Iran’s material support for Russia’s invasion of Ukraine must have consequences
Jul 14, 2022 | Oved Lobel
Since April, open-source intelligence accounts on Twitter have been tracking dozens of Iranian cargo flights to Russia linked to the Islamic Revolutionary Guard Corps (IRGC), recording over 20 such flights as of late May.
We now likely know the purpose of this substantial airlift. On July 11, US National Security Advisor Jake Sullivan announced, “Our information indicates that the Iranian government is preparing to provide Russia up to several hundred UAVs [unmanned aerial vehicles], including weapons-capable UAVs, on an expedited timeline,” with the IRGC to train the Russians on these systems. This is somewhat ironic, as many had assumed the arms transfers would be in the other direction.
Previous unverified reports have indicated IRGC aid to Russia, both in terms of weapons and components as well as personnel, including rumours of a Hezbollah contingent that the group denied. Regardless of whether any of these reports were even vaguely true, it is quite clear that the IRGC is deeply involved in the invasion of Ukraine and that these cargo flights are carrying something.
The strategic alliance between Russia and Iran is nothing new, although the fact that Russia needs to rely on Iran is yet further evidence, as if any more were needed, that Russia is not a real military power. However, such a serious escalation of Iranian support for Russia’s invasion must have consequences, both for the zombie talks to revive the Joint Comprehensive Plan of Action (JCPOA) nuclear deal as well as broader engagement with Iran.
In the first case, far more severe sanctions must be imposed by Europe and the US on Iran as soon as any Iranian drones appear in Ukraine. Any fears this would derail JCPOA talks are misplaced: Iran has made clear in word and deed from Supreme Leader Ali Khamenei on down for over a year that it is not remotely interested in coming back into compliance with the JCPOA and is instead barrelling towards the nuclear threshold and has perhaps already crossed it.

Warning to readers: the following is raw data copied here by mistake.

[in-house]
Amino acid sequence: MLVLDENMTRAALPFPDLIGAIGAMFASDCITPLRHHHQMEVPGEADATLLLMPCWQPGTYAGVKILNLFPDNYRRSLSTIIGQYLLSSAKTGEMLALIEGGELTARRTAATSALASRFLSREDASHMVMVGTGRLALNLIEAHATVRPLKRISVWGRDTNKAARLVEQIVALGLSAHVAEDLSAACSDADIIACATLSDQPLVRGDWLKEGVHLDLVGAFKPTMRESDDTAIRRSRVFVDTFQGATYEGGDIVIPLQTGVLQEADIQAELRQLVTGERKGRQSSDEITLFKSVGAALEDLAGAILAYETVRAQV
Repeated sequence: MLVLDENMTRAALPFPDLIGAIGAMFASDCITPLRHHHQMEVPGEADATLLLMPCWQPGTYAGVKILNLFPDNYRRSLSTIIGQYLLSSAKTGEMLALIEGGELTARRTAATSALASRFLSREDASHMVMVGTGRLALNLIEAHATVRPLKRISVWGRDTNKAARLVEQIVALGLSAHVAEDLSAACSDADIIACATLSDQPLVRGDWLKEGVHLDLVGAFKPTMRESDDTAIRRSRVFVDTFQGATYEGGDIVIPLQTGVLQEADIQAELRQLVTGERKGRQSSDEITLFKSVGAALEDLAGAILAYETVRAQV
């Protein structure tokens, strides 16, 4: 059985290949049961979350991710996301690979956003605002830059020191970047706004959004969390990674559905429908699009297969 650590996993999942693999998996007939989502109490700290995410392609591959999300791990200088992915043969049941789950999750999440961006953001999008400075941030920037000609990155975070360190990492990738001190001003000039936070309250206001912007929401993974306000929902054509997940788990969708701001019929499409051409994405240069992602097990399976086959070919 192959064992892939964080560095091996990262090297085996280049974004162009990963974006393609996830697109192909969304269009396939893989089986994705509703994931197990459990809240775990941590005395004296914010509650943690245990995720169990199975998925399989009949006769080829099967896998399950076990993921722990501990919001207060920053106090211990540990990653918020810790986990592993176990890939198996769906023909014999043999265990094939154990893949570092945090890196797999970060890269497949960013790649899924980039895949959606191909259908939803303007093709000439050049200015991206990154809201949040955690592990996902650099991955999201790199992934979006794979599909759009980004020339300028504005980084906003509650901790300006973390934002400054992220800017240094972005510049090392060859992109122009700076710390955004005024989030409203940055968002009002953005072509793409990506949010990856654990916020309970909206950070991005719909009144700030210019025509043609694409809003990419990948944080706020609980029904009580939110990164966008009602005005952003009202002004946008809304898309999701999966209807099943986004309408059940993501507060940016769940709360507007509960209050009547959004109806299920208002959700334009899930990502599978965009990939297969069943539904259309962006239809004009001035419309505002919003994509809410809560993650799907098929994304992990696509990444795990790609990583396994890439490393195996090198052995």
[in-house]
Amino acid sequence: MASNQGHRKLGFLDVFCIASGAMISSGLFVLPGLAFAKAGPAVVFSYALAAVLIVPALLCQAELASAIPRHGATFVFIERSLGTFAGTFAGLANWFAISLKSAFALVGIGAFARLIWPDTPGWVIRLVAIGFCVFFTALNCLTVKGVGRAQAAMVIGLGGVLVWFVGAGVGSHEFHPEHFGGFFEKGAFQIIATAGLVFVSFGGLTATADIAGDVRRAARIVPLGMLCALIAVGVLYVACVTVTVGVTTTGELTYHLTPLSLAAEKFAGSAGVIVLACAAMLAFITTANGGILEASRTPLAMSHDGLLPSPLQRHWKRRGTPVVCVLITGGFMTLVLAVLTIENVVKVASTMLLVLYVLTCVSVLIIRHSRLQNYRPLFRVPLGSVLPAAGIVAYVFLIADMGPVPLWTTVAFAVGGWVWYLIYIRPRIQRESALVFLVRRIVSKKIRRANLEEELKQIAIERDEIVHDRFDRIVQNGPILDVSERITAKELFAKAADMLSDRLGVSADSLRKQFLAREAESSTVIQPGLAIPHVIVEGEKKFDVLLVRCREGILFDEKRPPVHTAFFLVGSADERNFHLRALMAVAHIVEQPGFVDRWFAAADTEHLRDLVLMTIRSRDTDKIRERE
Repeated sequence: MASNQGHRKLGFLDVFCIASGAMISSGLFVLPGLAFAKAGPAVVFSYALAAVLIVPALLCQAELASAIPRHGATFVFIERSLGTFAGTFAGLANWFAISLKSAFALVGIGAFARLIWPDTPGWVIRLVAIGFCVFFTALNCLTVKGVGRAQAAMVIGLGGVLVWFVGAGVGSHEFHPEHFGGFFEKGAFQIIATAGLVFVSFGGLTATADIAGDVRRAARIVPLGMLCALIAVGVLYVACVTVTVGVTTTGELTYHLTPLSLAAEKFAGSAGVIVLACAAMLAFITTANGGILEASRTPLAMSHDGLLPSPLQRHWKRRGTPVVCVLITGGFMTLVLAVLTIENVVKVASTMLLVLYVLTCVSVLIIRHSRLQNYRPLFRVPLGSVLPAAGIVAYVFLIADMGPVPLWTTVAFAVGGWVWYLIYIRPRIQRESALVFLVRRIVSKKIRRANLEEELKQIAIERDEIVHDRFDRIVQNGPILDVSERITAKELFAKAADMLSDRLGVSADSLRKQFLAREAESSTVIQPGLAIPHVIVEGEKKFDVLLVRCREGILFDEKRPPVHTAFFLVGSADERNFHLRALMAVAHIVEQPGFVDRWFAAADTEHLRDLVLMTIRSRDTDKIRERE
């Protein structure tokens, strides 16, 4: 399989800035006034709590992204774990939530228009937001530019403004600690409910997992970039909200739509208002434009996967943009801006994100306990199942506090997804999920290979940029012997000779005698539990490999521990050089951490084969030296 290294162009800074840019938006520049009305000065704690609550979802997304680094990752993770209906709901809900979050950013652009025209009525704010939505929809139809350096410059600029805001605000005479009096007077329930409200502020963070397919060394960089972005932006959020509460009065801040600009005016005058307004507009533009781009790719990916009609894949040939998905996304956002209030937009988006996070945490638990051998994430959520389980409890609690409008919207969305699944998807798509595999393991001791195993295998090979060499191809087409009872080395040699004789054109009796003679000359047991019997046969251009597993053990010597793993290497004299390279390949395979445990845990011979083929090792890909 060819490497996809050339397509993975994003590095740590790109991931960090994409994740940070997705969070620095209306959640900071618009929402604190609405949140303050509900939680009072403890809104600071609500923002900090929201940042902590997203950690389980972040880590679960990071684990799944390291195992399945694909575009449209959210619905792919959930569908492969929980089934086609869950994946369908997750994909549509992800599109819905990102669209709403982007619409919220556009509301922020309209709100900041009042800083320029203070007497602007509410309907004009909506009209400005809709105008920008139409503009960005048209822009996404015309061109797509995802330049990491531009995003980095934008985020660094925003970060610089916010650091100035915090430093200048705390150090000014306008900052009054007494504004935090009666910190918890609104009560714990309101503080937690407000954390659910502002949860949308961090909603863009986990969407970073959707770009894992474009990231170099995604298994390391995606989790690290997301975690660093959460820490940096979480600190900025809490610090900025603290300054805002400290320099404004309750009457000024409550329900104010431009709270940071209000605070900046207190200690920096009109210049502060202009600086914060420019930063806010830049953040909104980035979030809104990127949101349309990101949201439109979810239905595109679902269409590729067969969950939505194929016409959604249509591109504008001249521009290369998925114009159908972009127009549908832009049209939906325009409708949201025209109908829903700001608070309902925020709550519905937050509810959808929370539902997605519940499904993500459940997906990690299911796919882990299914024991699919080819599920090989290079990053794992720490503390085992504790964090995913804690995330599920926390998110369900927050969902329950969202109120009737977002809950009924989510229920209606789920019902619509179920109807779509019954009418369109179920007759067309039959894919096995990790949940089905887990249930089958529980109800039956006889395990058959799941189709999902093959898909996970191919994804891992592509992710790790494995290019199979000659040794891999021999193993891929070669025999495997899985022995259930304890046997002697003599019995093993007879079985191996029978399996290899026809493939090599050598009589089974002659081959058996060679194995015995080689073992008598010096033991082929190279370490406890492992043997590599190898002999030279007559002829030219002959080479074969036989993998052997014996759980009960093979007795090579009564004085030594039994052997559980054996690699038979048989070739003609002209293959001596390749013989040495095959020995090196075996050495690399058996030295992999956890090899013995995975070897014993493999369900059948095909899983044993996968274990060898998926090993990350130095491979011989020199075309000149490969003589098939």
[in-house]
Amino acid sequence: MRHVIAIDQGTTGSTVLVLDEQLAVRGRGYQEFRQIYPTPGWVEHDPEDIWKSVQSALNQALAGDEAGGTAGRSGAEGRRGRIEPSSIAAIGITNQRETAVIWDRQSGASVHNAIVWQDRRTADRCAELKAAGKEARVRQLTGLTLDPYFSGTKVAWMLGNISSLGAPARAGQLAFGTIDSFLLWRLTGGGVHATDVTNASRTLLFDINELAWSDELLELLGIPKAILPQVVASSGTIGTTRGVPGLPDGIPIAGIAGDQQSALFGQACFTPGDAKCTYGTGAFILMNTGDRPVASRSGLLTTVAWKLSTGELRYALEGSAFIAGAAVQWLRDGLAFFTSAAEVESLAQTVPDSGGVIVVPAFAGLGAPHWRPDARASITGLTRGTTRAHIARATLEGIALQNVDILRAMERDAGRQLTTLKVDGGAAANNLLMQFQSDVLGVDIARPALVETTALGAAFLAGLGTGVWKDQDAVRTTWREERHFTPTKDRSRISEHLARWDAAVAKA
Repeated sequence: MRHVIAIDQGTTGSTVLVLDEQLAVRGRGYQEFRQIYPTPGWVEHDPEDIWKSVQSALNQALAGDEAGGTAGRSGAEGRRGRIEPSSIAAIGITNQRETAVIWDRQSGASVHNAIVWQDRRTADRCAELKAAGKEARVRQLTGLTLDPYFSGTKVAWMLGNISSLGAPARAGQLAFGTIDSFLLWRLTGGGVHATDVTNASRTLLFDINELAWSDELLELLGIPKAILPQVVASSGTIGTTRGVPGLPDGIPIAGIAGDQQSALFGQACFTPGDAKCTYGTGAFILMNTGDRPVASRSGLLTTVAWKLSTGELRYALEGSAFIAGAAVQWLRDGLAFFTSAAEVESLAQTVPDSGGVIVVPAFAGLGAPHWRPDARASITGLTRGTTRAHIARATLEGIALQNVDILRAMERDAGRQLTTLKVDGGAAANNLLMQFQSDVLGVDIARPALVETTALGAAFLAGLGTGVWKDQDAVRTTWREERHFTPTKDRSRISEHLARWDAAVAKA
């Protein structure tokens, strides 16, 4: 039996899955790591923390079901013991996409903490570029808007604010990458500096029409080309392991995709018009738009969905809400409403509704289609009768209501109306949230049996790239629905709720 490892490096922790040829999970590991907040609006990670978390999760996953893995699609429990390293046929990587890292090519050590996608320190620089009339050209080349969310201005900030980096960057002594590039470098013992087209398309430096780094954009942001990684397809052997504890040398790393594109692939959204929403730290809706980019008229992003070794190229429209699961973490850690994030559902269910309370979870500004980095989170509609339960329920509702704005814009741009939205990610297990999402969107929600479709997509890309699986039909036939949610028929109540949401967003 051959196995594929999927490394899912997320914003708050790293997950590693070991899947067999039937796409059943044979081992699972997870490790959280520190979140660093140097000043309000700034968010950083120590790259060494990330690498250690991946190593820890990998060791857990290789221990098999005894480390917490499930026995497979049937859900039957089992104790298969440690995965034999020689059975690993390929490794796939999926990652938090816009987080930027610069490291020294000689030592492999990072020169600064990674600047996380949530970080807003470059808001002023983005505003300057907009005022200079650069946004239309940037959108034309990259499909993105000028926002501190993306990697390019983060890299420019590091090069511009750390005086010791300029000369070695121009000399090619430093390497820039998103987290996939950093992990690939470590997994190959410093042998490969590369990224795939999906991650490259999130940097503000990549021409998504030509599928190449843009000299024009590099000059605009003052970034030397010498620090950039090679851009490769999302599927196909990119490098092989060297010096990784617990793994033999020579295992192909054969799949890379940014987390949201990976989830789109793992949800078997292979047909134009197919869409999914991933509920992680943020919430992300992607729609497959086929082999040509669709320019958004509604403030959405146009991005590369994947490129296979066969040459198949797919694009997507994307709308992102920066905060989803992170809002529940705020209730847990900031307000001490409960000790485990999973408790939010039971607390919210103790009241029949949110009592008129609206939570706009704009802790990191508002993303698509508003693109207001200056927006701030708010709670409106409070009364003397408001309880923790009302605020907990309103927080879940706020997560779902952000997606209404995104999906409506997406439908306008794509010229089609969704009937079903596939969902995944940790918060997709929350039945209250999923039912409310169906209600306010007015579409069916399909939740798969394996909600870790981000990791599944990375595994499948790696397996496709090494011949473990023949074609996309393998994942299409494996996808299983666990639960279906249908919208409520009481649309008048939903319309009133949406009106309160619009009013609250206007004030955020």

The parallels with Pakistan’s nuclear weapons program, which led directly to the Iranian one, are striking, and Iran, like Pakistan before it, may already have a nuclear device while the world engages in a charade to avoid taking any action. Regardless, it is quite clear that all negotiations on the subject are fruitless, as over a year of dead-end engagement has demonstrated.
This is on top of the fact that, despite US obfuscation on the issue, International Atomic Energy Agency (IAEA) Director-General Rafael Grossi stated over a year ago that a linear return to the JCPOA was impossible due to Iranian nuclear advances. Iran’s ‘breakout’ time is now estimated to be zero, with some sources suggesting it has enough enriched uranium for at least three nuclear weapons should it choose to build them. Iran’s rapid advances towards an intercontinental ballistic missile under the guise of a parallel space program run by the IRGC indicate that it is working to perfect both its enrichment processes and its missile technology simultaneously so it can immediately field a nuclear warhead on a missile if and when it chooses to do so.
It is quite possible Russia will eventually seek to acquire ballistic and cruise missiles or components from Iran as well, as its own land-attack missiles are entirely unreliable and its stockpile severely depleted, forcing it to rely heavily on anti-ship and surface-to-air missiles to attempt to strike land targets.
Both the Europeans and the US must make clear to Iran that any material aid to Russia’s invasion will have severe economic and diplomatic consequences. This is not only necessary to deter or at least punish any substantial Iranian weapons transfers to Russia, but also to head off the potential for the IRGC eventually establishing an operational military presence near US and allied forces in Europe in Russian-occupied territory or Russian client states like Belarus.